Building Effective IBM Cognos Active Reports: Part 1
Active Reports are a new type of report in IBM Cognos 10 that combine data and layout into a single file. This file can be distributed and viewed offline, allowing reports to be reviewed “on the go”. Active Reports also contain a great deal of animation and display functionality, making them ideal for dashboards and other high-level reports where style and graphical sophistication are important.
The basic components of an Active Report are the same as any other Report Studio report – lists, crosstabs, charts, etc. However, the way these components communicate and interact with each other is completely new. Designing an Active Report requires an understanding of these interactions, and of how Active Reports are generated by the Cognos report service.
Active Report Variables
Active Report elements communicate using Active Report Variables. While there are many types of functionality that can be created, all active report interaction features are based on two types of communication:
–Set a variable when the user interacts with a control (select a drop down, click on a chart element, etc.)
–React to a variable being set (select a card, filter a list, enable a button)
Setting a variable is simple – when the data on a control changes, a variable is set to a value corresponding to that change. This could be a data item in a drop down or on a chart, or a static text item related to a menu bar.
Reacting to a variable being set is more involved. Cognos knows whenever a variable is changed, and keeps a list of each report object which is affected by that variable. For each object, Cognos also knows what to do with the variable value: filter the object, select part of the object, or enable/disable the object. (In Cognos 10.1.1, this list is available for each Active Report Variable on the Active Report Variables tab in Report Studio.)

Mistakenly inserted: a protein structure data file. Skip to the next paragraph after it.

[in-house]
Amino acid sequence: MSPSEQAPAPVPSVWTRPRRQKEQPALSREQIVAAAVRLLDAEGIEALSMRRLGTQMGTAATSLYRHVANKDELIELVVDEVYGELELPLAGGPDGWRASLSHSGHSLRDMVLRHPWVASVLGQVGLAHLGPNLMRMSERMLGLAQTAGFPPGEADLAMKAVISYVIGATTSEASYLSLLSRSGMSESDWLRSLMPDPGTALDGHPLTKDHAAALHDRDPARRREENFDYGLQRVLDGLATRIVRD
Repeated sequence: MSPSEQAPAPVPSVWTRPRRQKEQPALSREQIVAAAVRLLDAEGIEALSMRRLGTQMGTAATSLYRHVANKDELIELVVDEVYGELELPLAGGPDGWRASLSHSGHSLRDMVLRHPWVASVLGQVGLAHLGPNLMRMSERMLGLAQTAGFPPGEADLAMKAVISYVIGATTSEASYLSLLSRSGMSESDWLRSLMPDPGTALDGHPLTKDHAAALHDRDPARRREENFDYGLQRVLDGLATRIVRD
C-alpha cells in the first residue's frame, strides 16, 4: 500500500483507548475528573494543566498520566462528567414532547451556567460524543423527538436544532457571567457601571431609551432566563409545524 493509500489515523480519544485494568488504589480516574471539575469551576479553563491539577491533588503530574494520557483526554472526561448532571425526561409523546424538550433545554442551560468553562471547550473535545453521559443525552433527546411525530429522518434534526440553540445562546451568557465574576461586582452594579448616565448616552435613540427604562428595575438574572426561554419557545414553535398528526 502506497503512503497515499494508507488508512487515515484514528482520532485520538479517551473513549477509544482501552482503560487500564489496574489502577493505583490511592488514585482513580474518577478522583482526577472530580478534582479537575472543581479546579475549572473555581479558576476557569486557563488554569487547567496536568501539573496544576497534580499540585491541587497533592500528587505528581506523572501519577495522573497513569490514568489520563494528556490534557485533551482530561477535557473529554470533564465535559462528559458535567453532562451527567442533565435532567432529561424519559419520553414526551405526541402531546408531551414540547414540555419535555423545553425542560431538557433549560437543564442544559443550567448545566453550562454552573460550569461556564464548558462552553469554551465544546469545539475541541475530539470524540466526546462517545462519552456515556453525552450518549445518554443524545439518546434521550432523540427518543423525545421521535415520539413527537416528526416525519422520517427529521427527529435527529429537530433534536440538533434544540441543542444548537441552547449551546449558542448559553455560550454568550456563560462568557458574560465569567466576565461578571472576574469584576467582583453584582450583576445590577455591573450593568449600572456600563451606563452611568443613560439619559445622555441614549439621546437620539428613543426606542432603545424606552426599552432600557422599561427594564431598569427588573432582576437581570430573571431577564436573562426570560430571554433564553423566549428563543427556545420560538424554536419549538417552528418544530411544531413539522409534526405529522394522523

Whenever a variable changes, Cognos automatically updates all of the objects affected by that variable. Each report can have as many of these connections as it needs – a dynamic Active Report may end up having a complex web of variable-based interactions.
To make Active Report creation easier, Cognos adds a “Create a New Connection button” and dialog to Active Report objects. While this can be a quicker way to get a report up and running, it does nothing that goes beyond setting and reacting to changes in Active Report Variable values.
There are no hidden links or metadata involved in creating connections. In fact, creating a connection is just a shortcut for several independent actions:
1.Create a new Active Report Variable (if necessary)
2.Set a variable to a value from the Source Control
3.Have the Source Control react to that variable by selecting on it
4.Have the Target Control react to that variable by selecting or filtering (depending on which was chosen)